Get our free book on rainwater now - To Catch the Rain.

McDaniel Slough wetland enhancement project

From Appropedia
Jump to: navigation, search

Photo courtesy of Dustin Poppendieck

Brief History[edit]

The McDaniel Slough Wetland Enhancement project, which touches the northwest corner of the Arcata Marsh and Wildlife Sanctuary, first started with the purchase of 75 acres of diked agricultural land in 1998. The funding came from the Environmental Enhancement and Mitigation Program as well as the Wildlife Conservation Board. The 175 acres of the Mad River Slough (California Department of Fish and Game land) was then added to the project. The current project plans to restore and enhance all 250 acres of the former tideland and agricultural areas.[1] With a budget of $985,000 from grants and donations the project is underway and is projected to be finished by 2010.[2]


Goals of the Project[edit]

The goal of the project is to restore and protect the area's habitat. When the project is complete, the Department of Fish and Game will manage the land that lies west of the slough. The remaining area that is to the east of the slough will be run by the City of Arcata. This new landscape will provide habitat for a wide variety of wildlife. The community will also benefit with recreational and educational possibilities, as well as the potential to reduce rural and urban flooding.

Figure 1: McDaniel Slough Wetland Enhancement Project Map
[edit]

What will be implemented?[edit]

Listed below are some of the key details to make this project a success.

  1. By opening up a prexisting levee by 50 feet and deepening some channels, as seen in Figure 1, Humboldt Bay will be suitably connected to McDaniel Slough for the migration of fish and the improvement of their habitat. This will also open up water flow from Humboldt Bay into Janes Creek which should restore the slough's normal tidal functions. [3]
  2. Restore a large area of tidal marsh to help alleviate the current problem of pickleweed. Pickleweed (Salicornia virginica) has been invasive in some of these areas, dominating young marsh shorelines which in turn can hinder other plant species to flourish. [3]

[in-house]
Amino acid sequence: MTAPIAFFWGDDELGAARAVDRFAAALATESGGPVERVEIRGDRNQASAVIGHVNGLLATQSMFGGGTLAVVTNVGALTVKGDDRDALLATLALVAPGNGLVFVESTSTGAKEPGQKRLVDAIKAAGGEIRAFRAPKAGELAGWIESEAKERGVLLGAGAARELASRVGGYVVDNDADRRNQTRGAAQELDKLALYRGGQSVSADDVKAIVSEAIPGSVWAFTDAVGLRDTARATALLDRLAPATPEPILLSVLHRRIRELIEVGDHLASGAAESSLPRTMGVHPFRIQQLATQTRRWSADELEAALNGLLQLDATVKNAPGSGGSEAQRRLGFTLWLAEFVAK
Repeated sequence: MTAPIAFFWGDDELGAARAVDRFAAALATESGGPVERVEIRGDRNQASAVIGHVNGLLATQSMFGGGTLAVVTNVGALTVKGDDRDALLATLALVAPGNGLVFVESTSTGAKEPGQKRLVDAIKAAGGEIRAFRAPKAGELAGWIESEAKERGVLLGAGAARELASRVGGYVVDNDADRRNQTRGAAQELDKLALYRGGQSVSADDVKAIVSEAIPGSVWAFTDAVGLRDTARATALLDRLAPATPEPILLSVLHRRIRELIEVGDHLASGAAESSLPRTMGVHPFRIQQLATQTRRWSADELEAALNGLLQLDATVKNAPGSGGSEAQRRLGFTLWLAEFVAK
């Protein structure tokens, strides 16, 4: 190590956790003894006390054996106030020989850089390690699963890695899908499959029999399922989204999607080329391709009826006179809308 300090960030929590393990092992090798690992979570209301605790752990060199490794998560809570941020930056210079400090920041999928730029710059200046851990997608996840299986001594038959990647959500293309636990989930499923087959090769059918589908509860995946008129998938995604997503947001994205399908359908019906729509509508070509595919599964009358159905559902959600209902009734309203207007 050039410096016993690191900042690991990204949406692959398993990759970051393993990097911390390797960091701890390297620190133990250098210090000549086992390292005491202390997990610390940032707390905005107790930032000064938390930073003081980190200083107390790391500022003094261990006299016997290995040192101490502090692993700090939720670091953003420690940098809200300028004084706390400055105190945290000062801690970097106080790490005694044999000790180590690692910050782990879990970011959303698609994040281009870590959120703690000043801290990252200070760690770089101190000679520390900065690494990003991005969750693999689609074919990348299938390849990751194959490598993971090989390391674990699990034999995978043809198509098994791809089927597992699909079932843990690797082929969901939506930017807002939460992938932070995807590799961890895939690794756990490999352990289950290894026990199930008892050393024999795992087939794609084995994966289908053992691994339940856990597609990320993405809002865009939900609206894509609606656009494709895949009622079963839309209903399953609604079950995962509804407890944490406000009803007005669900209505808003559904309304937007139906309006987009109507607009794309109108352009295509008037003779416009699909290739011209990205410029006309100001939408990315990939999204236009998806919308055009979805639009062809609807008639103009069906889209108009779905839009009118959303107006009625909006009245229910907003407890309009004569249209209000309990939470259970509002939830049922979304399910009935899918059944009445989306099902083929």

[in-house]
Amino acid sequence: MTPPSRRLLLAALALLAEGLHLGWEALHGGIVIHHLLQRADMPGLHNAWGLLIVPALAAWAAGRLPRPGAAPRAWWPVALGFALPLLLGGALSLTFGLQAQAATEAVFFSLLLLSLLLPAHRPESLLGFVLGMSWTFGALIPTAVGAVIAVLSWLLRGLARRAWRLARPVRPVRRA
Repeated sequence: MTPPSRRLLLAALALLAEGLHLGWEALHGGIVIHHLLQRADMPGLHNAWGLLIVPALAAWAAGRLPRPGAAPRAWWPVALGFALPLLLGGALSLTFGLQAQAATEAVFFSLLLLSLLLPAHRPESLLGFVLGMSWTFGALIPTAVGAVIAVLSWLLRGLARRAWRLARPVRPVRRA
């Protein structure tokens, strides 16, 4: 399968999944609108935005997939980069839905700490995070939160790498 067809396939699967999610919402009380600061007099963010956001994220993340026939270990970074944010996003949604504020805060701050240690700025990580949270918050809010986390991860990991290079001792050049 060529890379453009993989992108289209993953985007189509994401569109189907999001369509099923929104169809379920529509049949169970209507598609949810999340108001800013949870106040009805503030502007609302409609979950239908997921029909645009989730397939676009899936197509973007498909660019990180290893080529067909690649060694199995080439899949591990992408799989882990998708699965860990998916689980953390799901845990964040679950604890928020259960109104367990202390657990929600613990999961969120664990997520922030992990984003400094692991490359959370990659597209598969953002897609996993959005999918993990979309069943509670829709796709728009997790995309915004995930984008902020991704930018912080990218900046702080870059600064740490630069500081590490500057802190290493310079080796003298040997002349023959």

3. By connecting existing habitats of The Arcata Marsh and Wildlife Sanctuary and the California Department of Fish and Game's Mad River Slough Wildlife area flooding should be reduced with the implementation of tidal gates and appropriate flood levees. Figure 1 shows where these will all be implemented. [3]
  4. Ecolevees, as seen in Figure 1, will also be implemented to provide a gradient between the brackish marsh and the mudflat areas with the uplands to connect these different habitats. [3]
  5. Within the next few decades, the goal is to have functioning freshwater and brackish ecosystems. Improved habitats will have benefits on such species such as Pt. Reyes bird’s beak, Humboldt Bay owl’s clover, tidewater goby, Coho salmon, and Chinook salmon. [3]
  6. Roosting islands, as seen in Figure 1, will be implemented to provide an appropriate and safer habitat for the local birds to rest, sleep and or lay eggs.
  7. Recreational opportunities with all be available with new trail systems for walking, jogging, biking, and nature watching. Signs will also be posted for potential educational opportunities.
  8. Figure 1 shows the boundaries of the McDaniel Slough Project as well as the ideas planned for implementation to help establish this area as a sustainable wetlands area.

References[edit]

  1. www.cityofarcata.org
  2. Personal communication with Julie Neander-Research Specialist for City of Arcata. April 3, 2008.
  3. 3.0 3.1 3.2 3.3 3.4 http://64.163.195.22/arcataes/docs/Mcdaniel_Slough_Final_eir-12-12-2006.pdf

Original author of this page